Category Archives: reading

Writing Under the Influence

I’ve blogged about Jane before, and I’m doing it again. Jane Eyre, that is.  I’ve been thinking about her because I’ve just finished The Flight of Gemma Hardy, Margot Livesey’s take on  Charlotte Brontë’s classic novel.  (Livesey herself calls it a “continued conversation.”) Beginning with the first sentence, Livesey sprinkles similarities to the original throughout her novel, weaving in her own autobiographical details.  In both, we have an orphaned girl, a cruel aunt, a book on birds, a mysterious landowner, a sickly boarding school friend who dies in Jane’s/Gemma’s arms, etc.  In Brontë, of course, what comes between Jane & … Continue reading

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Cleansing the Palate

Last night, at a reading in Sausalito at the wonderful Why There Are Words series curated by Peg Alford Pursell, I ran into a former student.  We chatted during the break, and she told me that since taking my class, she’d applied for and been accepted to three MFA programs in creative writing.  This made me happy.  I asked what she was working on, and she mentioned writing flash fiction. Flash fiction has always made me nervous.  Not because I don’t like it, but because it intimidates me.  Maybe it’s the word “flash,” which makes me think of Flash Gordon, … Continue reading

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Vacation Reading, Part 2

Six months ago, I posted about vacation and what books to bring along.  Since then, we’ve chosen a destination and leave in three days.  I’ve been stacking up books for weeks.  A few are the ones I thought of back in March, when we were debating Wyoming over Carmel (we decided on neither).  A couple weeks ago, at a local bookstore—Alexander Book Company, one of the few, treasured indie bookstores still in S.F.—I found Diane Keaton’s memoir in paperback.  Perfect!  Sometime over the summer, I picked up my husband’s bedside reading and found myself immersed in details of the French … Continue reading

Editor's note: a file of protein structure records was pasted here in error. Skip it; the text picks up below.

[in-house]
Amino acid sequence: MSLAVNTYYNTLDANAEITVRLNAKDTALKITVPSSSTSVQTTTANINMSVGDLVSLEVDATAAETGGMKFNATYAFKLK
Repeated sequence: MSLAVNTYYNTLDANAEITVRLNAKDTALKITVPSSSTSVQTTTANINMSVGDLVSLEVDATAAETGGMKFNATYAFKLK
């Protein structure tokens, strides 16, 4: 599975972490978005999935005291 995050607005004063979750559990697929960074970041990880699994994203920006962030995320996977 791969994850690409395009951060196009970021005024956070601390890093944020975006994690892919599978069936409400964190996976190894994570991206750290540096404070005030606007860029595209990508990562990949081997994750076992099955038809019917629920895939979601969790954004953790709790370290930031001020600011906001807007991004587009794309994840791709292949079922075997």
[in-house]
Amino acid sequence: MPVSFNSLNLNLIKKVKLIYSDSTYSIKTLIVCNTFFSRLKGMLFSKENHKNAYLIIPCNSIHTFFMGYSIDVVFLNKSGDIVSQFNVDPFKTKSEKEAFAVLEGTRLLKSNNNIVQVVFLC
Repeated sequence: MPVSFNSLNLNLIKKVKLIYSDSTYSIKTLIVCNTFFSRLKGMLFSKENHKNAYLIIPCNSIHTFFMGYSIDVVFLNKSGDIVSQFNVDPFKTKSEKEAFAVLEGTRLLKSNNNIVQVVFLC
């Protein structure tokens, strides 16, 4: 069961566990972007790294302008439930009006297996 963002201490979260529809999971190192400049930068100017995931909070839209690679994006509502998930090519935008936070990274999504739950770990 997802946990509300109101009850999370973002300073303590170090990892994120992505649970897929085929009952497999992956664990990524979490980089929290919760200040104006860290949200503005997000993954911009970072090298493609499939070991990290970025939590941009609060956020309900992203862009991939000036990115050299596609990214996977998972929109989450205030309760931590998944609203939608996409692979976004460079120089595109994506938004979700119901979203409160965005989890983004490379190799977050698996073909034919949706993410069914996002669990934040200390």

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Rediscovering Rilke

this post is a slightly edited version of a post that appeared on August 20, 2012, on the Good Letters blog In college, I took a yearlong class on Western Civilization.  Certain images stand out: reading Oedipus Rex on the lawn outside the Life Sciences building and overhearing a student pronounce “Khomeini” with the same initial sound as “challah”—this would have been a month or so before the taking of American hostages; getting an A+ (my only in college) on a paper applying Civilization and Its Discontents to D. H. Lawrence’s story “The Prussian Officer”; hearing a T.A. refer to … Continue reading

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In Another Life

My next post will appear Friday, September 7.  If you’re in the neighborhood, mark your calendar for Sept. 13, 7 p.m.:  Why There Are Words, 333 Caledonia, Sausalito.  I’d love to see some of you there! A few months ago, I stumbled upon Penelope Lively’s novel The Photograph.  I loved its sharp psychological portraits, its elegant and economic sentences, its going on for pages and pages in the minds of its characters (something I’m always trying to do without making my readers scream, “Action, please!”). When I returned to the library to pick up another Lively novel, I chose—from the … Continue reading

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